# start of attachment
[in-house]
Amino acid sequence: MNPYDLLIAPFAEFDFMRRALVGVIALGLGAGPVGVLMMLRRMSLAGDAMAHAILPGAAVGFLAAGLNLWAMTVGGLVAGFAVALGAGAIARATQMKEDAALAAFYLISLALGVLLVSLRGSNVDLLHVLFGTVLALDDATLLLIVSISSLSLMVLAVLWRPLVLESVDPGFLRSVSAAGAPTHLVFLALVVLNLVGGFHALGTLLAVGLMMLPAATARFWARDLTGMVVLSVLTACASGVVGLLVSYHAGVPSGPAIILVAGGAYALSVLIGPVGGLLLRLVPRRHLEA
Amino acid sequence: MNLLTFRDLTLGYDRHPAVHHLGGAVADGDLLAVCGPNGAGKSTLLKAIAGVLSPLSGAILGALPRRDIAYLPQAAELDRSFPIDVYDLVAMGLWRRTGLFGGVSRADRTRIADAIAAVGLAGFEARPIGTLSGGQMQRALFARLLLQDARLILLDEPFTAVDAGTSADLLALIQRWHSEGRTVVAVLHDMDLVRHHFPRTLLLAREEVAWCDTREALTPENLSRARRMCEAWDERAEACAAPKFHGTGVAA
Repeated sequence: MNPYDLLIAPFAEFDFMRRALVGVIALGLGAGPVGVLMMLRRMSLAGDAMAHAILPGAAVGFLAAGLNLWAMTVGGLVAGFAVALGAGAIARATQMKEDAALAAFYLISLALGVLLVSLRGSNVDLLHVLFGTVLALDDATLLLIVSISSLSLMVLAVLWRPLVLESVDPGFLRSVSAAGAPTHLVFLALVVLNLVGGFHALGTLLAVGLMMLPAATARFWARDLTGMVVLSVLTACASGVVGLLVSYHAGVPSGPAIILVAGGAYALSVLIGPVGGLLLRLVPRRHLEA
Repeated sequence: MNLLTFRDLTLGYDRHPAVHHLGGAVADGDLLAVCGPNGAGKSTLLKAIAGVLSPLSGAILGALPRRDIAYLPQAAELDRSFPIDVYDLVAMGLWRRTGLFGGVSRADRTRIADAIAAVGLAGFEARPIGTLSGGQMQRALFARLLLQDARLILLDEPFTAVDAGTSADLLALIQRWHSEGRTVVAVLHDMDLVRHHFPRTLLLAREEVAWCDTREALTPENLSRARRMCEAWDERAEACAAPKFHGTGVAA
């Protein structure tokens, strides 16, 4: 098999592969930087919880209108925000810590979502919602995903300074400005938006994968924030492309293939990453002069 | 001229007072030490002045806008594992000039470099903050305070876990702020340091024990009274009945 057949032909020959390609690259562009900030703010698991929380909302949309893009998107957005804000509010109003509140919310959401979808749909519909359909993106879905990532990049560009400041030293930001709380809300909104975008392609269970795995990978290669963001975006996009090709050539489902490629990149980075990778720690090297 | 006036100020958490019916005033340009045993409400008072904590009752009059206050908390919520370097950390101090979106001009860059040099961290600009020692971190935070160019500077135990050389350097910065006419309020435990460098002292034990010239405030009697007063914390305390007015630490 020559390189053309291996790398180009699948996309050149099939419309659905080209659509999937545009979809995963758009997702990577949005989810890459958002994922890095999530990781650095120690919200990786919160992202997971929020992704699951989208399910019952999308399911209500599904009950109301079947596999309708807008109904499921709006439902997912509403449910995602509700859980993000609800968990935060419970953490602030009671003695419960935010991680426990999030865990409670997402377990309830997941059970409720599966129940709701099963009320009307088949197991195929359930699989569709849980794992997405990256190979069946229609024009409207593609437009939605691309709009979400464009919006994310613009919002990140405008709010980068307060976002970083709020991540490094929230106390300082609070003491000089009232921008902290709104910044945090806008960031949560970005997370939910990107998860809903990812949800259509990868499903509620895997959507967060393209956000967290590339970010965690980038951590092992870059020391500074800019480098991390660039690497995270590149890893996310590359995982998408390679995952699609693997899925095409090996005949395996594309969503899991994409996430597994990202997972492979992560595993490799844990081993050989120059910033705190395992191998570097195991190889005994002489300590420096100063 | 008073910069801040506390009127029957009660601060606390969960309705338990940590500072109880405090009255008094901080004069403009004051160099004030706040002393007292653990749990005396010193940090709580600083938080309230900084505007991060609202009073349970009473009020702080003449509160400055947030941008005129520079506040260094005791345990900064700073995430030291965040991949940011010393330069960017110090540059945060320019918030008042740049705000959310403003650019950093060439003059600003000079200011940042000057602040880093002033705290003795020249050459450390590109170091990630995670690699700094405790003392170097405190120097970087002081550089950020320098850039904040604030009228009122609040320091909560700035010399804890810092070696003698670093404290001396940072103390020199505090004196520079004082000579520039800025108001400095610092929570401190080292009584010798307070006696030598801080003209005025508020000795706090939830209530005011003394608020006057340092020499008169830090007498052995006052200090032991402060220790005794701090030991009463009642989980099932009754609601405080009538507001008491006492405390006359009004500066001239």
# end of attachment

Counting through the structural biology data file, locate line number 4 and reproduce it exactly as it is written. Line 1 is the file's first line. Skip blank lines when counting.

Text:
Repeated sequence: MNPYDLLIAPFAEFDFMRRALVGVIALGLGAGPVGVLMMLRRMSLAGDAMAHAILPGAAVGFLAAGLNLWAMTVGGLVAGFAVALGAGAIARATQMKEDAALAAFYLISLALGVLLVSLRGSNVDLLHVLFGTVLALDDATLLLIVSISSLSLMVLAVLWRPLVLESVDPGFLRSVSAAGAPTHLVFLALVVLNLVGGFHALGTLLAVGLMMLPAATARFWARDLTGMVVLSVLTACASGVVGLLVSYHAGVPSGPAIILVAGGAYALSVLIGPVGGLLLRLVPRRHLEA